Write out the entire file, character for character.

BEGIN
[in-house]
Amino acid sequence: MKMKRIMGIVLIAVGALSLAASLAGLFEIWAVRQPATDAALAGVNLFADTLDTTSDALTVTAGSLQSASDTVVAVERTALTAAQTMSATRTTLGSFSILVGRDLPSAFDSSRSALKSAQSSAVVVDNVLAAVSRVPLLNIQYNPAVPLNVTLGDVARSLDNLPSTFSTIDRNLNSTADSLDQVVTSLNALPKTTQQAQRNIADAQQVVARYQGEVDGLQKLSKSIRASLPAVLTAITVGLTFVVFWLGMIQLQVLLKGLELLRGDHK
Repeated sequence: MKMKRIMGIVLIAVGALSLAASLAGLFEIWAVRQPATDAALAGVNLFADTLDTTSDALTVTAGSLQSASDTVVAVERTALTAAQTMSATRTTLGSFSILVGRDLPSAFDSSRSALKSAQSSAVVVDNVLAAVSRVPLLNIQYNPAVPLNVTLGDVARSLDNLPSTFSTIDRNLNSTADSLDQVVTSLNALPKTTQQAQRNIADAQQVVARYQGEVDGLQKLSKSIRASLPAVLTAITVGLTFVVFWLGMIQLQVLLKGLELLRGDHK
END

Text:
[in-house]
Amino acid sequence: MKMKRIMGIVLIAVGALSLAASLAGLFEIWAVRQPATDAALAGVNLFADTLDTTSDALTVTAGSLQSASDTVVAVERTALTAAQTMSATRTTLGSFSILVGRDLPSAFDSSRSALKSAQSSAVVVDNVLAAVSRVPLLNIQYNPAVPLNVTLGDVARSLDNLPSTFSTIDRNLNSTADSLDQVVTSLNALPKTTQQAQRNIADAQQVVARYQGEVDGLQKLSKSIRASLPAVLTAITVGLTFVVFWLGMIQLQVLLKGLELLRGDHK
Repeated sequence: MKMKRIMGIVLIAVGALSLAASLAGLFEIWAVRQPATDAALAGVNLFADTLDTTSDALTVTAGSLQSASDTVVAVERTALTAAQTMSATRTTLGSFSILVGRDLPSAFDSSRSALKSAQSSAVVVDNVLAAVSRVPLLNIQYNPAVPLNVTLGDVARSLDNLPSTFSTIDRNLNSTADSLDQVVTSLNALPKTTQQAQRNIADAQQVVARYQGEVDGLQKLSKSIRASLPAVLTAITVGLTFVVFWLGMIQLQVLLKGLELLRGDHK